Warrant, Dirty Rotten Filthy Stinking Rich
Original Release Date: March 1989
Re-Released: August 2004
Hair Metal bands were often distinguished by singers who could actually sing, and few vocalists of that era had a set of pipes rivaling that of Jani Lane. Warrant’s debut, Dirty Rotten Filthy Stinking Rich draws heavily from the members’ blues rock influences while thoroughly wallowing in pop-metal excess. The mindless pursuit of hedonism rarely sounded as beguiling as it does on the rousing “Down Boys,” while the ultra-schmaltzy ballad “Heaven” was probably the theme song of every metalhead wedding in 1989. Buttressing the excellent vocals and tight, catchy tunes are guitarist Joey Allen’s solos, which are flashy without succumbing to self-indulgent wankery. Achieving platinum sales and number-one chart status shortly before Grunge buried ‘80s Metal forever, D.R.F.S.R. closed out the final decade of Rock ‘N’ Roll decadence in high style.
– Gail Worley
- 32 Pennies
- Down Boys
- Big Talk
- Sometimes She Cries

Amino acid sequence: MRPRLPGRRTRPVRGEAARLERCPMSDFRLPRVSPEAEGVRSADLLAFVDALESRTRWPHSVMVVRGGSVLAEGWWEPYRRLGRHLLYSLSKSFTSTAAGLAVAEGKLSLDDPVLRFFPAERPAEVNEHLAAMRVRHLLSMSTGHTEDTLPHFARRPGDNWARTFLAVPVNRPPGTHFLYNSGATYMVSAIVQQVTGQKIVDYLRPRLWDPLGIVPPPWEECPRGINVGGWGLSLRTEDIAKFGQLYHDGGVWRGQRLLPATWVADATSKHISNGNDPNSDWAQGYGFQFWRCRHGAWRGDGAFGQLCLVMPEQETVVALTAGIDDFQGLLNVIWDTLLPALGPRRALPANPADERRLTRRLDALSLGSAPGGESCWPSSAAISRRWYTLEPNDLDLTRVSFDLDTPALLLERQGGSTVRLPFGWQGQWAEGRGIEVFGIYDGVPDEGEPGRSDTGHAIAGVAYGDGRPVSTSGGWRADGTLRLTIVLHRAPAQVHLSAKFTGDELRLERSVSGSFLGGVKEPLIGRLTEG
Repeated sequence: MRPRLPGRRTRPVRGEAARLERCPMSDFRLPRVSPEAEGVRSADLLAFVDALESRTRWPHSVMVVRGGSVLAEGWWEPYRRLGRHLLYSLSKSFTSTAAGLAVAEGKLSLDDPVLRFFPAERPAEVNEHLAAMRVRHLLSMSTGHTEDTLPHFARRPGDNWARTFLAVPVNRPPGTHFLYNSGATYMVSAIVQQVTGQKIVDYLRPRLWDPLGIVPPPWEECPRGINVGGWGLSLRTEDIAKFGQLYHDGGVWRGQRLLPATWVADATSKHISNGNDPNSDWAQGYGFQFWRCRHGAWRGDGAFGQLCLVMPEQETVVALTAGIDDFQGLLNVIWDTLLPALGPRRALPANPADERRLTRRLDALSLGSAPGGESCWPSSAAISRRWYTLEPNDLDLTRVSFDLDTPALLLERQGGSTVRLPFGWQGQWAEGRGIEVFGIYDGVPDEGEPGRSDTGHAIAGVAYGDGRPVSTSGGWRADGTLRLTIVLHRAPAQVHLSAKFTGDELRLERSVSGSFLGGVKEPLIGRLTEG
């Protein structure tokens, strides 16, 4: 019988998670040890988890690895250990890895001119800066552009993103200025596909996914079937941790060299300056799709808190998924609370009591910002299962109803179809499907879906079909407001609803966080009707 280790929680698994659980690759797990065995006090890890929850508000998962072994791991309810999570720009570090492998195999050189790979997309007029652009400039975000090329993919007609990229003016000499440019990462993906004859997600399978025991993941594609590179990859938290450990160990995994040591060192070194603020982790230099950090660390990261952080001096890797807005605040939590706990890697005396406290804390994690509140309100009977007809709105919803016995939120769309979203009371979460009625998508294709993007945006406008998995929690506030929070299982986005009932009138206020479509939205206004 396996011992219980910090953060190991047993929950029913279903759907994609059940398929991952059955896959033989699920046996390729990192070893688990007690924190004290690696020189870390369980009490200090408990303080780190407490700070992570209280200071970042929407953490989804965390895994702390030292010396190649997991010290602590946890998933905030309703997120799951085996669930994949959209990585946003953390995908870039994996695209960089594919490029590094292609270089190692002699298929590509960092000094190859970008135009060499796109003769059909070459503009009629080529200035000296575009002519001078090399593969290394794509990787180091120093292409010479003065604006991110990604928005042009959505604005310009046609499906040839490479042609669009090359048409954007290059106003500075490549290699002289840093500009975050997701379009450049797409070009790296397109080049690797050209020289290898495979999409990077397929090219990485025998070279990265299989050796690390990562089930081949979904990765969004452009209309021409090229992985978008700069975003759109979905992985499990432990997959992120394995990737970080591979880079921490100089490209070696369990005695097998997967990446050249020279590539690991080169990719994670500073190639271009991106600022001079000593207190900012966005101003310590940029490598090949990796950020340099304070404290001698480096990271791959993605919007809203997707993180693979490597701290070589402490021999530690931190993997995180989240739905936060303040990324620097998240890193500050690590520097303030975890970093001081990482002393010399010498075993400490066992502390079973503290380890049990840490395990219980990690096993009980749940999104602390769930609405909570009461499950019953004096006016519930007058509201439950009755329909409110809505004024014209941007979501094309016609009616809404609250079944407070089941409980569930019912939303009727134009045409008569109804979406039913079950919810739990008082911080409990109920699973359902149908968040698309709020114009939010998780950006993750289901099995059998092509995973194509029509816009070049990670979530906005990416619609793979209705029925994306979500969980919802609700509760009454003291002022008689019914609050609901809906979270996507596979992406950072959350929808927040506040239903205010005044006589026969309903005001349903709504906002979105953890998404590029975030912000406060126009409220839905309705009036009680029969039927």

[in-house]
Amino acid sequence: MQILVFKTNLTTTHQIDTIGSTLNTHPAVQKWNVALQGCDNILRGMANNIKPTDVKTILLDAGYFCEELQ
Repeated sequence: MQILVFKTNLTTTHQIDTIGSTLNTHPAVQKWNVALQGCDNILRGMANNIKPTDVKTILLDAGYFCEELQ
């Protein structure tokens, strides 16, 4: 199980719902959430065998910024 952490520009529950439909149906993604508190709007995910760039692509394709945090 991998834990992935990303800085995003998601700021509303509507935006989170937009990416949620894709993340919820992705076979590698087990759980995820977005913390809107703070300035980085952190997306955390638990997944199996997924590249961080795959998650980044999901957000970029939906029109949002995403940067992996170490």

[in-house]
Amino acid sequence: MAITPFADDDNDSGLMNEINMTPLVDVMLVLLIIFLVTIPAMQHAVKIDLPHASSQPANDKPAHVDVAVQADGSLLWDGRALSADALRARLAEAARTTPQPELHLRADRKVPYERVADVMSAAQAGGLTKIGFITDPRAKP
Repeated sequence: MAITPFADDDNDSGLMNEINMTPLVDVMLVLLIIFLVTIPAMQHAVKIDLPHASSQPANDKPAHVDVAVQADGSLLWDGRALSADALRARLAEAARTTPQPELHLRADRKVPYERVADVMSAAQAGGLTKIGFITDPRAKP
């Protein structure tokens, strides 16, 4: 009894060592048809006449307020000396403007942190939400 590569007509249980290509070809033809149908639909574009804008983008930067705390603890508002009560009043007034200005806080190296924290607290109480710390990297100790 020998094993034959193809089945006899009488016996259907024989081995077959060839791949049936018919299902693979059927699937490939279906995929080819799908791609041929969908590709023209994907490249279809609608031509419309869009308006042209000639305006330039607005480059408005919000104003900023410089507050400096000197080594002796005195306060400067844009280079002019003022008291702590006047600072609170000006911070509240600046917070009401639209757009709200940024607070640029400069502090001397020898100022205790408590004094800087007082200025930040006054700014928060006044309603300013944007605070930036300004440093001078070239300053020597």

- So Damn Pretty (Should Be Against The Law)
- In The Sticks
- Ridin’ High
- Cold Sweat
- Only A Man (Demo)
- All Night Long (Demo)
This article was originally written for Metal Edge Magazine. With the magazines’ dissolution, the article has been added to the content base of The Worley Gig for our readers’ enjoyment.
“I Want To Go Where The Down Boys Go”
Despite my busy and very ass-kicking social life, it’s not unusual for me to spend full weekends holed up in the Chick Pad working on my book or writing an article for Modern Drummer magazine. Because that’s just the kind of dedication to The Rock that I possess. Today I spent most of the afternoon listening to Quiet Riot’s Metal Health and Warrant’s Dirty Rotten Filthy Stinking Rich over and over (at a volume that I can only hope completely annoyed the shit out of my upstairs neighbors) while composing 100-word reviews of each album for an upcoming issue of Metal Edge magazine featuring a section on “The 25 Essential Hair Metal Albums.” Honestly, I’m all over it.
And what I realized once the reviews were written and submitted to my editor is that I’d much rather indulge in a full afternoon spent listening to all my ’80s metal records than spend fifteen minutes weeding through the stacks of newly-released CDs that are gathering dust on my floor. Because, for the most part, modern pop and rock music sucks ass.
And then I started thinking about one of my favorite songs by Jethro Tull, though I’m not sure that what the lyrics meant to me at that moment is what Ian Anderson had in mind when he wrote the song:
“Once I used to join in
Every boy and girl was my friend.
Now there’s revolution, but they don’t know
What they’re fighting.
Let us close our eyes;
Outside their lives go on much fa-a-aster.
Oh, we won’t give in,
We’ll keep living in the past.”